Witnesses of antiquity

Wonderful necklace with eight micromosaics with views of Rome in gold, around 1860

A trip to the Eternal City of Rome is not only today a great desire of many. Our ancestors were also driven to the Caput Mundi in every generation to discover the wonders of antiquity and the art treasures of Christianity, to marvel at them and to be enchanted by the charm of the metropolis on the Tiber. No wonder that souvenirs from Rome have also accompanied people since time immemorial. Probably the most beautiful testimony to this tradition is the micromosaic. This special kind of tiny mosaic as a jewellery object was a "must have" for every trip to Rome in the 19th century. Here we have a necklace that brings together eight of these vedute in gold: It is, and this is the special, exclusively ancient buildings, which we see here. The monuments of the popes like St. Peter's Basilica we look for here in vain. Often, the views of the city are a colourful mixture. Here, however, the former traveller decided for a selection of antique testimonies. We see, viewed from the castle: A view of the Roman Forum with the columns of Vespasian's Temple, the Pyramid of Cestius at Porta San Paolo, the Circular Temple of Hercules Victor at the Forum Boarium (long thought to be a temple of Vesta), the Colosseum, a view of the ruins of the temple of Venus and Roma, the Arch of Janus with its four equal faces at the Forum Boarium, the three columns of Aedes Castoris at the Forum Romanum and, lastly, the well-preserved temple of Portunus, god of the port, also at the Forum Boarium. The choice of viewpoints and the selection of views were passed down from generation to generation in the Roman workshops. Recurring motifs such as the Roman Forum are thus encountered in ever-similar ways throughout the 19th century. Other, less frequently selected views seem to have been copied again and again from engravings available in the workshops. In the present necklace, for example, this is the veduta of the temple of Venus and Roma on the slope of the Velia. The direct model here is a sheet from the Nuova raccolta di 100 vedutine antiche della città di Roma e sue vicinanze incise a bullino da Domenico Pronti, Rome 1795. Here the temple of the urban Roman tradition is still identified as "Tempio del Sole". The style of the necklace with its elegantly swinging connecting chains and the clear, simple settings of the mosaics allow us to date the piece to the years shortly after the middle of the century. A very comparable necklace can be found, for example, in Chiara Stefani: Ricordi in Micromosaico. Vedute e paesaggi per i viaggiatori del Grand Tour, Rome 2001, cat. no. 13, p. 56. The clasp of the piece was then renewed once in older times: thus the necklace closes securely again and it can be worn with confidence. The very well preserved necklace is a beautiful piece of European cultural history and a charming proof of the power of common history that has always united our countries.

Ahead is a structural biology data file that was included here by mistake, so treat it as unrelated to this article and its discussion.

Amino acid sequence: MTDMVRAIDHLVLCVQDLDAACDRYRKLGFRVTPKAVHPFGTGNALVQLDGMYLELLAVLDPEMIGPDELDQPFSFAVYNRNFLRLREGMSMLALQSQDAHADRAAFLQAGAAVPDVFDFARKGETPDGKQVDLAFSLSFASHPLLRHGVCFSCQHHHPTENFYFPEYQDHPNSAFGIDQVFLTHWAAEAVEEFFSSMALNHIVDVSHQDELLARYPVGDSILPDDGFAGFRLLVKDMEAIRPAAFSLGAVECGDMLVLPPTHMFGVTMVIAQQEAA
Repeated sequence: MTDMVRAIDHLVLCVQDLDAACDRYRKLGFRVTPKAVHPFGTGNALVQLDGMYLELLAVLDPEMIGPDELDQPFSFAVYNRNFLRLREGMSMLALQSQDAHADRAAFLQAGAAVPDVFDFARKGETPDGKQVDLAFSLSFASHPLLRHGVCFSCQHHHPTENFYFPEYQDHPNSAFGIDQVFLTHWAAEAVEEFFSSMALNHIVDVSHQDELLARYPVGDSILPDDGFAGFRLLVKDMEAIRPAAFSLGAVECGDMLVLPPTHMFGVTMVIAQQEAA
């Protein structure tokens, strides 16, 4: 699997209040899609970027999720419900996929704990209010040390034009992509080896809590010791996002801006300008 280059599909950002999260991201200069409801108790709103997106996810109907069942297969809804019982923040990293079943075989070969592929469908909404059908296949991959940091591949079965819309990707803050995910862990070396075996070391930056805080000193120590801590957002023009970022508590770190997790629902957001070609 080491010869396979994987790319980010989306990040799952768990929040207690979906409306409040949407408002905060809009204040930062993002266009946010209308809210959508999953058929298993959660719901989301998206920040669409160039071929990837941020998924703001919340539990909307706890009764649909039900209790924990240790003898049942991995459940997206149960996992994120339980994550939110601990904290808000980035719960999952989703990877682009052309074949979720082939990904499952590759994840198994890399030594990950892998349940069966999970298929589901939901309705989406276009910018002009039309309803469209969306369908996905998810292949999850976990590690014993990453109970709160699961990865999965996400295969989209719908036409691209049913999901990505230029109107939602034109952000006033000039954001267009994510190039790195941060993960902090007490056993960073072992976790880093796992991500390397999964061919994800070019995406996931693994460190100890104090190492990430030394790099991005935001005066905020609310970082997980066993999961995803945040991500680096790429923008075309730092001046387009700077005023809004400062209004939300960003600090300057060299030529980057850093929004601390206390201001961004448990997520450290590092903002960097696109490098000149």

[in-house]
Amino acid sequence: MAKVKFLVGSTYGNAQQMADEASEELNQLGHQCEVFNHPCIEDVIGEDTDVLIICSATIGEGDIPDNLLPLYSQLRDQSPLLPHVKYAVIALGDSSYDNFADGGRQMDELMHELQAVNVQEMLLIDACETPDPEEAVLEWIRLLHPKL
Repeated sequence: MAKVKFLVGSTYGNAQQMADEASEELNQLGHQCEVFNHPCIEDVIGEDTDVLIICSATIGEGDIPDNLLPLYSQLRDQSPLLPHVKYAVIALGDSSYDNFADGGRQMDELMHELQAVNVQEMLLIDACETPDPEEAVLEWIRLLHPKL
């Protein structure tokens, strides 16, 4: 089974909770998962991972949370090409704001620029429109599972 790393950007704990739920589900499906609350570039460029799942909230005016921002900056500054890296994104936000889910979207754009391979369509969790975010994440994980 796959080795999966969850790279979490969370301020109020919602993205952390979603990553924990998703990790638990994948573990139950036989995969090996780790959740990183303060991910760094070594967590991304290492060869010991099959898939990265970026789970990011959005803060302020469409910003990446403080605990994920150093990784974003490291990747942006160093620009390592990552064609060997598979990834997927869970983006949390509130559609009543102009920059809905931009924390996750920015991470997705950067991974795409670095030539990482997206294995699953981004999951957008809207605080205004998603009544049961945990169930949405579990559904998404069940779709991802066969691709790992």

The origin of the art of micromosaic lies in Rome. Here, more precisely in the Vatican, a workshop for mosaics made of glass blocks existed since the 16th century. Initially, this was done to protect the altarpieces in St. Peter's Basilica in a permanent form against the candle soot, moisture and dirt that the many pilgrims brought into the church. Later, after this task was completed, further copies of paintings were made as well as landscape representations in painting size. The idea of using this ultimately antique technique also for jewellery and for the decoration of craft objects arose at the end of the 18th century. Countless travellers from northern Europe arrived in the city as part of the Grand Tour, creating a huge demand for souvenirs. Not least to serve this market, a whole new art form emerged: micromosaics are small and portable, and were therefore particularly suited to being taken back home to the north. Since they also usually show the beauties of Rome or motifs from antiquity, their success as travel souvenirs is hardly surprising. The "invention" of the micromosaic is associated above all with Giacomo Raffaelli and Cesare Aguatti, who perfected this technique around 1775. They founded a tradition from which, until the end of the 19th century, mosaics were created with such a richness of detail and artistry that had never been achieved before or since. For even today, corresponding mosaics are produced in Rome, albeit in significantly lower quality. Cf. on the technique and history of micromosaics the relevant literature: Maria Grazia Branchetti: Mosaici minuti romani, Rome 2004, with many works by Giacomo Raffaelli, as well as Roberto Grieco/Arianna Gambino: Roman Mosaic. L'arte del micromosaico fra '700 e '800, Milan 2001.

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We want you to be 100% satisfied! That’s why we examine, describe and photograph all our jewellery with the utmost care.

If for any reason you are still not satisfied, contact us and we will find a mutual solution immediately. Regardless, you can return any item within 30 days and we will refund you the full purchase price.